Healesville Sanctuary is internationally renowned for its work saving endangered Australian species at the Australian Wildlife Health Centre. The center treats more than 2000 sick and injured native animals every year, especially during the bushfire season.

animal hospital
animal hospital
The hospital team also conducts cutting-edge research into conservation medicine, clinical wildlife medicine and wildlife rehabilitation, and plays an important role in wildlife disease surveillance. The Australian Wildlife Centre receives funding from the Victorian Government through the Department of Environment, Land, Water and Planning’s Wildlife Rehabilitator Grants.

animal hospital
Don’t forget to visit the center and meet the resident vets and nurses and see their modern facilities! You can also join the thousands of volunteers and help on saving the wildlife. 

They accept donations of all sizes also makes a big difference.


wombaroo - wildlife alternative milk
We found these milk replacers made specially for baby wildlife species! If you rescue a baby koala, you need to feed it with special Wombaroo milk, and it isn’t cheap though.

bird in the tree
green bird feeding

girl and the tree
This is a dead old tree, once a casualty of the seasonal bushfire many years ago. Although fire is essential for the growth gumtrees, sometimes it leads to total damage juts like what happen to this tree.


Spirits of the Sky – be awed by parrots as they light up the sky and birds of prey as they feed on the wing.

Tales from Platypus Creek, the only platypus show in the world will show you the platypus playful nature.

Land of Parrots – pick-up a nectar tray and be amazed as friendly parrots land on your arms to feed.

Keeper Talks – composed of Healesville Sanctuary volunteers, the keeper talks explain to visitors their relationships with animals and how they care them.

Australian Wildlife Health Centre – be inspired by vet team as they talk to guests about the work, they do to save wildlife as well as care for all the animals of Healesville Sanctuary.


Never forget your inner child-heart

Unfortunately, no matter how adorable our pets to us, they are not welcome to this sanctuary. Please understand that this is for the safety of your pets, and more importantly for the safety of the resident wildlife species.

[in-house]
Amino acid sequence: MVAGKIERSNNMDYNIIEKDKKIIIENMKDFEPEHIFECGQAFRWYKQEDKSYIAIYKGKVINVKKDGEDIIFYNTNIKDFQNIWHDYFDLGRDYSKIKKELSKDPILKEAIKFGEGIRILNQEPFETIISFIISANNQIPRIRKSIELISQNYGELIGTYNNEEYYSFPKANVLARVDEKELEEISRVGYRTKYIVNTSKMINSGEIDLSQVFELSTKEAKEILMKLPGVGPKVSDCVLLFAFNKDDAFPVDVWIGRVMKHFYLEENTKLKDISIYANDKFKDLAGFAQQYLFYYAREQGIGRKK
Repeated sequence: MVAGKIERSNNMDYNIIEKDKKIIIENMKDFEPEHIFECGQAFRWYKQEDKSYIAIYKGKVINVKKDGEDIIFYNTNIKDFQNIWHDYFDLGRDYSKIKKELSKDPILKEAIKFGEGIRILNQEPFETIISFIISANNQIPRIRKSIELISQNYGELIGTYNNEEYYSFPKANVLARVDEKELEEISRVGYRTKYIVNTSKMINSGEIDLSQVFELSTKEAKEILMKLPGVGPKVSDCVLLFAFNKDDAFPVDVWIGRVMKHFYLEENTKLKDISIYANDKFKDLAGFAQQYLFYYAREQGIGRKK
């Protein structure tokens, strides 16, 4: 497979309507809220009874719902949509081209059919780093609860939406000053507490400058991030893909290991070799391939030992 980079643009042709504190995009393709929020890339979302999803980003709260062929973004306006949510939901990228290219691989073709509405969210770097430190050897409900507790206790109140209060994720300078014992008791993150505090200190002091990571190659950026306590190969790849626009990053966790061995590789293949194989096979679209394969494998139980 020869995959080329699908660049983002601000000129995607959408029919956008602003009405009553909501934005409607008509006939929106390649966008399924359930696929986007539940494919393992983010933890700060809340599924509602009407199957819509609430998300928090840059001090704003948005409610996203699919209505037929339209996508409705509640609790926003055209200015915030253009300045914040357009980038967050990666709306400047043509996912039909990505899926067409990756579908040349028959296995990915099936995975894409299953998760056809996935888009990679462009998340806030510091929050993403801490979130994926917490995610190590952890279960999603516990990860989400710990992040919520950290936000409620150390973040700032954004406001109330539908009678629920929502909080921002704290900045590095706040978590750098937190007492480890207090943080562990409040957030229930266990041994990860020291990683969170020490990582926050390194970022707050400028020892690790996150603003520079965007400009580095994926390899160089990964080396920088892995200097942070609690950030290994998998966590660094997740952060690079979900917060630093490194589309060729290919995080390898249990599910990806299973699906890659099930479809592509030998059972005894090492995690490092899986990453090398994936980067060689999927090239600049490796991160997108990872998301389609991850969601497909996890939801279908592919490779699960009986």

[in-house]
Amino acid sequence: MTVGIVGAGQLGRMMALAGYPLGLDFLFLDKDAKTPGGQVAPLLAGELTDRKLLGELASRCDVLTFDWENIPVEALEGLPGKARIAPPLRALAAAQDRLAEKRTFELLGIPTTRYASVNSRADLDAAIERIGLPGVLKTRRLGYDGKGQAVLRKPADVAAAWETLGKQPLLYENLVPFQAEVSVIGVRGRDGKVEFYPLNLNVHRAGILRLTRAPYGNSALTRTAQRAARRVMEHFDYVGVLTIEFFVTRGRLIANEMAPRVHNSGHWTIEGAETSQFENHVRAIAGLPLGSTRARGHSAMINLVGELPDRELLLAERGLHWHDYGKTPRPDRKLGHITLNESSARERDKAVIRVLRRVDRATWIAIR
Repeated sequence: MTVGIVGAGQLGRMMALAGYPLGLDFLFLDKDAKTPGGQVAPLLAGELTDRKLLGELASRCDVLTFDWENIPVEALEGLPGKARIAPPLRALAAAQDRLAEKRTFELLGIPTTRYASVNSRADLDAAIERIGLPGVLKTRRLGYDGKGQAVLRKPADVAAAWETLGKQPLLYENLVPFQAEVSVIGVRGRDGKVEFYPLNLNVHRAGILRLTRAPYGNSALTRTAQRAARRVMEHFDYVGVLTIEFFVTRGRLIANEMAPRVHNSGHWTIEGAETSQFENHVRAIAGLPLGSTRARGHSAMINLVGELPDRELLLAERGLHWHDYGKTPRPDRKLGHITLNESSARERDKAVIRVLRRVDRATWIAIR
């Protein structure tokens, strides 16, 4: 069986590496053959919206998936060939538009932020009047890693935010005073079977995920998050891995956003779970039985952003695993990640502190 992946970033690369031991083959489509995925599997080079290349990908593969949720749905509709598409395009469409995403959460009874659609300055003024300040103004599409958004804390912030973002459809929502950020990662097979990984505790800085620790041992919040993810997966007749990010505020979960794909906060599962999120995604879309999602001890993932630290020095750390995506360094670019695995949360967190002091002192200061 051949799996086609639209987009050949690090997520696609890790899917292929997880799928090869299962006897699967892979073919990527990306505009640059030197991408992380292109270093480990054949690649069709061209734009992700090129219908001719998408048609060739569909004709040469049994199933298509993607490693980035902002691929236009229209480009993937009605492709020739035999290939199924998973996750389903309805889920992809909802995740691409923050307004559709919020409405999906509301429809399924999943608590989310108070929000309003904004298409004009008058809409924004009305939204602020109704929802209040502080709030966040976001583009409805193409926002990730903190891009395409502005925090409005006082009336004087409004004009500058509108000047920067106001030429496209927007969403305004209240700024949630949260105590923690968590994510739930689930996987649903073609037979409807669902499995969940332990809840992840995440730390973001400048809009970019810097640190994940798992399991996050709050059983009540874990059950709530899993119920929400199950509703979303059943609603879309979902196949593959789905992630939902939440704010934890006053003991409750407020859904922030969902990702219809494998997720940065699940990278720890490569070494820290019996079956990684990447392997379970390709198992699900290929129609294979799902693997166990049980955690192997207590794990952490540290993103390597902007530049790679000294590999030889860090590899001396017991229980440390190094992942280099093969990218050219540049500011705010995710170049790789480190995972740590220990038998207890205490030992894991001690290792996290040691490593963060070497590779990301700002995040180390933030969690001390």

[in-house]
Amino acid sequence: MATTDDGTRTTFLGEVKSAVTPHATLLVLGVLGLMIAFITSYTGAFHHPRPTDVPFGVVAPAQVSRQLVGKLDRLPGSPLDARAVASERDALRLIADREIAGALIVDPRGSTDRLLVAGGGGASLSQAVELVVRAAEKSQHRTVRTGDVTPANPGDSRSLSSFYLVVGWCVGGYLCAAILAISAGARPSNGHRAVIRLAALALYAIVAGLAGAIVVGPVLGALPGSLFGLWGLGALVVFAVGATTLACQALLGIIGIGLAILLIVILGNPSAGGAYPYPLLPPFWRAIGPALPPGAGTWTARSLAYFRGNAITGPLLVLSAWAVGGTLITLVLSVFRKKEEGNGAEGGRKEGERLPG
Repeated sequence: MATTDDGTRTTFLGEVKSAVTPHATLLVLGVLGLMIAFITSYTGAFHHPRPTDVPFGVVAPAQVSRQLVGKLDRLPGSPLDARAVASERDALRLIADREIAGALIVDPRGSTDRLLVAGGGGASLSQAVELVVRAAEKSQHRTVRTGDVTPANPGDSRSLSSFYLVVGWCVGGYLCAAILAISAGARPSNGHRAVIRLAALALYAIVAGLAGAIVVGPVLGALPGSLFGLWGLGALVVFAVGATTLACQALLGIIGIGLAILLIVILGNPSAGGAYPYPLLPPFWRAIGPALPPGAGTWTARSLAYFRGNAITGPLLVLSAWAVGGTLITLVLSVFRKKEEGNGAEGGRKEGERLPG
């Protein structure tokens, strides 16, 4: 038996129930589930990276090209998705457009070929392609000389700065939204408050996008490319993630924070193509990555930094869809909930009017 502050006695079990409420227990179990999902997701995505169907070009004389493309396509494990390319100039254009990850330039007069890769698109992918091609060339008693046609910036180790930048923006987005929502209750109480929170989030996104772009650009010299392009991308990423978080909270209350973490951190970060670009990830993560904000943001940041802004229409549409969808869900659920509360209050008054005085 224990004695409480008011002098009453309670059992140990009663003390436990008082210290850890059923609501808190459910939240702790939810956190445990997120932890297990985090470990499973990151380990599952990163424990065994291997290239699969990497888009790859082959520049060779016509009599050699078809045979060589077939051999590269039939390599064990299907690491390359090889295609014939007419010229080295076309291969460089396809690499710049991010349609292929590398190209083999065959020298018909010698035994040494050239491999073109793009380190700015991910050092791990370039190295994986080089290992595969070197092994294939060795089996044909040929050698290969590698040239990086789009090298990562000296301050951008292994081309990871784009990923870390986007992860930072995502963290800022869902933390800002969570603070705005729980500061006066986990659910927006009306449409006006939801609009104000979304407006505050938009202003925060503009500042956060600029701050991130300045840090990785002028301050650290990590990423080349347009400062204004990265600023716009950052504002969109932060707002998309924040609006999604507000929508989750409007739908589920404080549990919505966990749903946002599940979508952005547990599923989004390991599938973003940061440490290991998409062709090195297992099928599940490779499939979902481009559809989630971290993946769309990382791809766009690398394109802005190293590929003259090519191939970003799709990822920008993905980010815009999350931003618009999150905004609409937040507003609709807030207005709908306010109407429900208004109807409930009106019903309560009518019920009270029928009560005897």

A post shared by BLAIR VILLANUEVA (@blairvillanueva) on

When visiting the sanctuary, it is best to bring your own bottled water to keep yourself fresh during the whole stay. Victoria’s weather is known unpredictable, so it is best to be prepared, bring a warmer cardigan to protect you during the sudden temperature drop. The whole sanctuary has several drinking water faucets that visitors can use, and to refill your bottles. They also have reliable toilets facilities for your sudden call of nature.

Healesville Sanctuary has its own café if you want to grab a bite and drinks while waiting for the next show. Or head to their gift shop for some souvenir items!

entrance gate

Opening Hours:

Daily, 9:00am-5:00pm
Animal areas close from 4:30pm


Healesville Sanctuary, Badger Creek Road, Healesville, VIC 3777
Website: https://www.zoo.org.au/healesville

How to Get There:

Self drive: Take the Eastern Freeway out of Melbourne, then drive east along Maroondah Highway through Ringwood and Lilydale to Healesville. Turn right into Badger Creek Road, just past the township centre. From there, road signage will guide you to the Healesville Sanctuary carpark

By train: catch a train from the Melbourne city centre to Lilydale Railway Station, travelling on the Lilydale line. From Lilydale Railway Station you need to catch bus 685 to Healesville, and then a connecting bus (686 towards Badger Creek) will take you to Healesville Sanctuary

Please visit Victoria Public Transport Timetable for up-to-date tram, train and bus times

Watch our vlog below for some actions!